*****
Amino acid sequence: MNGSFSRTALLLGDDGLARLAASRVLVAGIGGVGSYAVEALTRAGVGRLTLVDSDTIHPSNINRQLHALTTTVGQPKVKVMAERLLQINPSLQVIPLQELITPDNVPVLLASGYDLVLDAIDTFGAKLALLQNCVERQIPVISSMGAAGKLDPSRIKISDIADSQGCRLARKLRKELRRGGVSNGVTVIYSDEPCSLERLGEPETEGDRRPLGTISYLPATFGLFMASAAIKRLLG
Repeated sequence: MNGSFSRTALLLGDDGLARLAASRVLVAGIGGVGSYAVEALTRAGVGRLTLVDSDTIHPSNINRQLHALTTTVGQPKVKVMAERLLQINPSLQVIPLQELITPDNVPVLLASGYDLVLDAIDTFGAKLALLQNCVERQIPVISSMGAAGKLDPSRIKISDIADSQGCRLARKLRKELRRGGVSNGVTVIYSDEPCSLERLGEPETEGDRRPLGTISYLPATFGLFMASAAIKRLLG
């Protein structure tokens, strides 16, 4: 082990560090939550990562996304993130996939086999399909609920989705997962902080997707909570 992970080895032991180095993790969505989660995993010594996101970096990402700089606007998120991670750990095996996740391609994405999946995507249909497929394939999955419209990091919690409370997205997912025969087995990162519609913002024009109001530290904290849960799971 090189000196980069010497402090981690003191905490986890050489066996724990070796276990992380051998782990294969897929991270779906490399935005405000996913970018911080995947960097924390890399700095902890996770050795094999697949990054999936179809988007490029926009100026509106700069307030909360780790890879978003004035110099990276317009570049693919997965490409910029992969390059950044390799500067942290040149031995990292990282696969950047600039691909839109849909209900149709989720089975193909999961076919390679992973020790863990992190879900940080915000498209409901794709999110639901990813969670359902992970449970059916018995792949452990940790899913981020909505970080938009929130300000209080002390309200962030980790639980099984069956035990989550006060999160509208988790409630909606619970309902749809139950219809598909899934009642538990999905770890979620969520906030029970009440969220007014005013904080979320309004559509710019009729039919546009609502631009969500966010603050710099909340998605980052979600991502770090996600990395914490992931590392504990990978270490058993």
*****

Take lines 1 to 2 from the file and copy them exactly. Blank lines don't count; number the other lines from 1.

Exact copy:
Amino acid sequence: MNGSFSRTALLLGDDGLARLAASRVLVAGIGGVGSYAVEALTRAGVGRLTLVDSDTIHPSNINRQLHALTTTVGQPKVKVMAERLLQINPSLQVIPLQELITPDNVPVLLASGYDLVLDAIDTFGAKLALLQNCVERQIPVISSMGAAGKLDPSRIKISDIADSQGCRLARKLRKELRRGGVSNGVTVIYSDEPCSLERLGEPETEGDRRPLGTISYLPATFGLFMASAAIKRLLG
Repeated sequence: MNGSFSRTALLLGDDGLARLAASRVLVAGIGGVGSYAVEALTRAGVGRLTLVDSDTIHPSNINRQLHALTTTVGQPKVKVMAERLLQINPSLQVIPLQELITPDNVPVLLASGYDLVLDAIDTFGAKLALLQNCVERQIPVISSMGAAGKLDPSRIKISDIADSQGCRLARKLRKELRRGGVSNGVTVIYSDEPCSLERLGEPETEGDRRPLGTISYLPATFGLFMASAAIKRLLG